Frame and forks
Anyone who knows me knows I am a bit of a Kuwahara fanatic. I just really get along well with the geometry of a Kuwa. Liam himself has ridden other kids bikes at gate nights and has never come home begging for a different bike as he always feels at home on a Kuwahara. The 2011 Laserlite pro still runs with hydro formed down tube and rear end giving the 6061 alloy the strength that you feel when you’re loaded in the gate with the front pedal preloaded. Hey, cromo is nice but aluminium is the go for kids. A pro sized frame as we all know runs 20 x 1.75 wide rims so Sinz brake bolt adapters had to be run to move the v brakes into the correct functioning position for the 1 and 3/8 rims. We also swapped the standard v brakes for a shorter Sinz mini v brake arms to reduce the horrible flex and sponge feeling you can get through the brake lever. The result was great with a nice and snappy lever. Kuwahara have gone and changed out the traditional cane creek headset for a Tange set up which is a big winner in my eyes as the cane creek never had a long life expectancy. The gun metal grey with green bolts and white decals is not everyone’s cup of tea but it gets away from all those complete white set ups that are getting around. I can always spot Liam on the gate at a race meet with the loud colour scheme.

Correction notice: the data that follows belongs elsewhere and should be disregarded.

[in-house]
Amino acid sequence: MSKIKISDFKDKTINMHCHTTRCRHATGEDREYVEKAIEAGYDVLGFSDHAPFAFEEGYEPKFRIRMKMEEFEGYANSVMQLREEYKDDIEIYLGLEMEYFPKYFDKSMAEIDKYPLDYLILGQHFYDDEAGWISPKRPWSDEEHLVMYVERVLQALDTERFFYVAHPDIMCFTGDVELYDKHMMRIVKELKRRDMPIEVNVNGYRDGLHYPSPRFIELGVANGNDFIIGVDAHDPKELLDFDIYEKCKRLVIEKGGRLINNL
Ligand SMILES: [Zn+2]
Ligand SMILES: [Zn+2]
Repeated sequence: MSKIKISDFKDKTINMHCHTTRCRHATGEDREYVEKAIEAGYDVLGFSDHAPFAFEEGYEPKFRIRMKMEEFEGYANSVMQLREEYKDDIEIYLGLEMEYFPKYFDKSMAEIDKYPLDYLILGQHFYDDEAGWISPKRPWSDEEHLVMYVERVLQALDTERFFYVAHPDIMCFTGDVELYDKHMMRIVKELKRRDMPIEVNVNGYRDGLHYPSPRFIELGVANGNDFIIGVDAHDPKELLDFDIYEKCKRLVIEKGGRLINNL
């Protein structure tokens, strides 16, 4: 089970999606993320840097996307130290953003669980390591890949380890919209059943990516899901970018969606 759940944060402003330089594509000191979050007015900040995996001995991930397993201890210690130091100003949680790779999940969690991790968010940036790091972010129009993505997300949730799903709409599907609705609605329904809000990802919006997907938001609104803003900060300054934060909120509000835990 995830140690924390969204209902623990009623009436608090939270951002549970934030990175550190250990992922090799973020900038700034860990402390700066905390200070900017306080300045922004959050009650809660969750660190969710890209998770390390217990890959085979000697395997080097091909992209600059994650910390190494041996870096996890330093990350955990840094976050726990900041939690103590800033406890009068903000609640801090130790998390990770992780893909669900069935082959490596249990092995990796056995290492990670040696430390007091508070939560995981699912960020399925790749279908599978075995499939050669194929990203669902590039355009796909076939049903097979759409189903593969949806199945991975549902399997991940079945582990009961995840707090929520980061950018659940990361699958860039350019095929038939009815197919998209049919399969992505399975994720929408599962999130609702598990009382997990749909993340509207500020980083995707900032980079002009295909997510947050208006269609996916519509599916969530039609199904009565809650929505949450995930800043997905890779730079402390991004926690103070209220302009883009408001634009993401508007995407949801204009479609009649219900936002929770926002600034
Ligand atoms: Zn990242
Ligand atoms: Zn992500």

Fork wise, carbon was the go to shed a bit of weight for manual work and boosting doubles. So Answer daggers were the fork of choice as they look clean and modern they don’t weigh in to bad either at 22ounces. I love the drop outs they have been machined out beautifully and the front wheel just drops straight in. There is no tweaking of the wheel when doing up the wheel nuts to get it to sit right. The fork leg seems to have a jell coat type finish which makes them durable to all those bumps and knocks that kids put them through. The other big bonus is they have developed a new screw in cap that preloads the headset and works really well.
Bars and stem
With they’re not being a 6 inch rise 20″ bar on the market at the moment!! The standard chromo bars were left on the bike; grips were changed for Alienation backlash set in neon green. Which are very comfortable! However the standard 55mm stem was swapped for a 45mm tuff neck front loader stem just to get Liam’s weight back over the top tube. And of course some gold stem spacers for more bling.
Standard equipment that remains from the out of the box set up are the chain, brake cable and seat post clamp. I still have all the unused wheels forks cranks etc in the box and when the time comes for the update I will turn this bike back into a stocker and on sell it. Weight wise this current bike as you see it is a 9kg bike or 19.8 pounds in the old scale. Since the photo shoot I have put fluoro green Funn Soul Jam MTB style pedals on which in my opinion are the closest thing to being clipped in that you can get on flat pedals. And eliminates the excuse of I slipped a pedal garbage that is sometimes heard!!!
|Value for money:||5/5|
- A great price tag no matter how you look at it from beginner to pro this bike will suit your budget
- At 9.5kg out of the box and room for improvement you couldn’t ask for more
- A fantastic ride, but it could be a little stiffer in the bottom bracket area
- While the green/gun metal grey may not be to everyone’s taste the bike looks great and stands out from the crowd.
Kuwahara is Distributed in Australia by Elite Cycle Imports (www.eciimports.com).
Reviewed by Shane Jenkins/bmxultra.com June 10, 2011